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High Performance

Fenton vs Nicson Headers

Tuesday, February 25th, 2014

As the United States entered into the 1950’s, our country’s economic growth was breaking all records. The demand for merchandise from US factories had never been stronger.  For the first time most citizens had at least some disposable income that could be spent on non-essentials.

It was then that we began to see a certain segment of our population look toward the hobby of vehicle performance.  For the average citizen doing this, modifying a family car to produce additional horsepower, became a strong motivator.  Whether on city streets or a local town dirt track, competition racing for the average person became a new fun activity.

As a result, a totally new market emerged.  Speed equipment flat-head V-8 Fords and the inline Chevrolet and GMC six cylinder lead the pack.  Plymouth, Stude baker and Hudson were close behind.

This article relates to just one segment of this new performance trend:  the duel exhaust manifold of the inline six cylinder Chevrolet and GMC engines.

With more or a longer carburetor plus the additional increase in air to match extra fuel intake, a redesigned exhaust system was required for more speed.  This, the introduction of the dual exhaust system that removed the products of combustion much faster from the engine head. No exhaust back pressure under heavy acceleration.

The two most well-known high performance headers for these early GM six cylinder are Fenton for Chevrolet and Nicson for GMC (the two designs do not interchange properly between the two engines).  The attached photos show the enlarged diameter outlet and size of the Nicson’s due to the increased size 270 and 302 cubic inch GMC verses the Fenton’s on the 235 and 261 Chevrolet.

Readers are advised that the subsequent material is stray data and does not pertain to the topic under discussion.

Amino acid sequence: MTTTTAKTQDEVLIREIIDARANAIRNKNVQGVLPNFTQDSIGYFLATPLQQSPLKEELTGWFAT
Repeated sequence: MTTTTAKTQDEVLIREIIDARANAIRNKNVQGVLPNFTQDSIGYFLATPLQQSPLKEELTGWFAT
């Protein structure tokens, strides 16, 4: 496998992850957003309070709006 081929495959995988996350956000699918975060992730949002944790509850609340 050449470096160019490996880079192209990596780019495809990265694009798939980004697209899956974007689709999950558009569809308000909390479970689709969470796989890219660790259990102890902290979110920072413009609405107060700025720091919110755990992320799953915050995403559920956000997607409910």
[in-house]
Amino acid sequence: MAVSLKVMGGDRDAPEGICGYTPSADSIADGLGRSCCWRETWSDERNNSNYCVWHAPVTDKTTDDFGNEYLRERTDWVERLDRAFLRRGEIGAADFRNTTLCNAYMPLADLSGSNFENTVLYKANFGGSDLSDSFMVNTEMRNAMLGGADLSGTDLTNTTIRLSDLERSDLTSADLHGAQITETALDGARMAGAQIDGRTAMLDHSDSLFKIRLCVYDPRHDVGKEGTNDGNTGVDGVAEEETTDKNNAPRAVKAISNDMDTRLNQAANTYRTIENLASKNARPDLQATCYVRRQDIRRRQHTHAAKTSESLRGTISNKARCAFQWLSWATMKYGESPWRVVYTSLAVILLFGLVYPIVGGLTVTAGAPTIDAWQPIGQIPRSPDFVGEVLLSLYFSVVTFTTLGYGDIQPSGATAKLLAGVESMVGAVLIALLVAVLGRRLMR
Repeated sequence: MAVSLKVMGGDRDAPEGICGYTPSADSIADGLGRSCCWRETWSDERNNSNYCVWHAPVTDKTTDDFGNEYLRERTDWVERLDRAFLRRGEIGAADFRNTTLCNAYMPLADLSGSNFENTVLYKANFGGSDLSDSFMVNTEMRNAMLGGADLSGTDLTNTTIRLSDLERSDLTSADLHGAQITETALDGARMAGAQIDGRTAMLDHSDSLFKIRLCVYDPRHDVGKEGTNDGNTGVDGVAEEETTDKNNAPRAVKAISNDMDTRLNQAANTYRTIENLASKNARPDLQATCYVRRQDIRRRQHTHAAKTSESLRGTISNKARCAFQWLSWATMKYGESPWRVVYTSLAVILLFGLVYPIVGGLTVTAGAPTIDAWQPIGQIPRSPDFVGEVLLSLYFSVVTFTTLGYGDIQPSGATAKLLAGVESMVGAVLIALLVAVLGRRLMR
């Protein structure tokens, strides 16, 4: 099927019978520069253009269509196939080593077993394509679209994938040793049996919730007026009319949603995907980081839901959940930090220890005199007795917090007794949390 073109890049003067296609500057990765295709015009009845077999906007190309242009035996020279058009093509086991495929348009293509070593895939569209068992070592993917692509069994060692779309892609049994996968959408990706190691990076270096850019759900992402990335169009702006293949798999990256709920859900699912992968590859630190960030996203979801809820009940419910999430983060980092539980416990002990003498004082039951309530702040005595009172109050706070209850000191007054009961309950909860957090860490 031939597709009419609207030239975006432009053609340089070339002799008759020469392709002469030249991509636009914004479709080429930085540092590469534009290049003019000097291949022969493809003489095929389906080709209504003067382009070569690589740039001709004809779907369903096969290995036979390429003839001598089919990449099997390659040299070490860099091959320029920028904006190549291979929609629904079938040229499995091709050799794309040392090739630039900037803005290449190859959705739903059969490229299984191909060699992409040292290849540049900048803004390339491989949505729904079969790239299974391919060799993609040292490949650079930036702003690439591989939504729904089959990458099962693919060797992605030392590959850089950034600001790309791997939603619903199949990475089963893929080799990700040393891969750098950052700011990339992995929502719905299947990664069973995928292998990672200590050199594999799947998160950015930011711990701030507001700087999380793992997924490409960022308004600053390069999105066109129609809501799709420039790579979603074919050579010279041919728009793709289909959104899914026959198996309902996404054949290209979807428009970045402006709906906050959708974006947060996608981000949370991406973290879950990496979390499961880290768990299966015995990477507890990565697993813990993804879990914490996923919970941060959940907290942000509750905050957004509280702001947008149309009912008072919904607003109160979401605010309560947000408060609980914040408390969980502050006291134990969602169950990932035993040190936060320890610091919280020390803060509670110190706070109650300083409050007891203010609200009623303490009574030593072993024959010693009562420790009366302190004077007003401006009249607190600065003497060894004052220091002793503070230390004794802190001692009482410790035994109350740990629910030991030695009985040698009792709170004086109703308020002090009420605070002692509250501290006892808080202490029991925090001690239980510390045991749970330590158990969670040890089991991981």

Both designs are currently being reproduced as very nice copies of those in the early 1950’s.  The outlet diameter of the gray Nicson’s are 2 5/8”.  The black Fenton’s are 2”.  Both type of headers are just right for the enthusiast that wants the unique six cylinder purr and a little extra in performance.

test test
test test
2″ Fenton Outlet         2 5/8″ Nicson Outlet

The King

Monday, February 8th, 2010
The King ATHS Logo
Its the annual convention of the American Truck Historical Society. This year, 2010, it is in Pleasanton, California. Over 700 trucks of all sizes and makes gather at the Alameda County Fairgrounds.In a far grassy corner is a  sub group of local early GMC owners. Most seem to be acquainted and use this show as a reason to renew old friendships. There are few “trailer queen” trucks in this group, just dependable daily drivers. Most owners know how to repair the occasional problems that are a part of driving a 50 year old truck.

A crowd begins to gather late afternoon on the second day of the convention in this GMC truck cluster. The attention is not so much on the 1958 GMC stepside 1/2 ton with its Pontiac V-8 plus three factory two barrel Rochester carbs and correct large air filter. The interest is on the contents of the bed.

Here, only heard of by most GMC enthusiasts, is a real inline 302 cubic inch six cylinder engine from the late 1950’s! It has all the aftermarket high performance options of 50 years ago. It sits on a special frame with no body panels obstructing the view. All is there to touch and feel.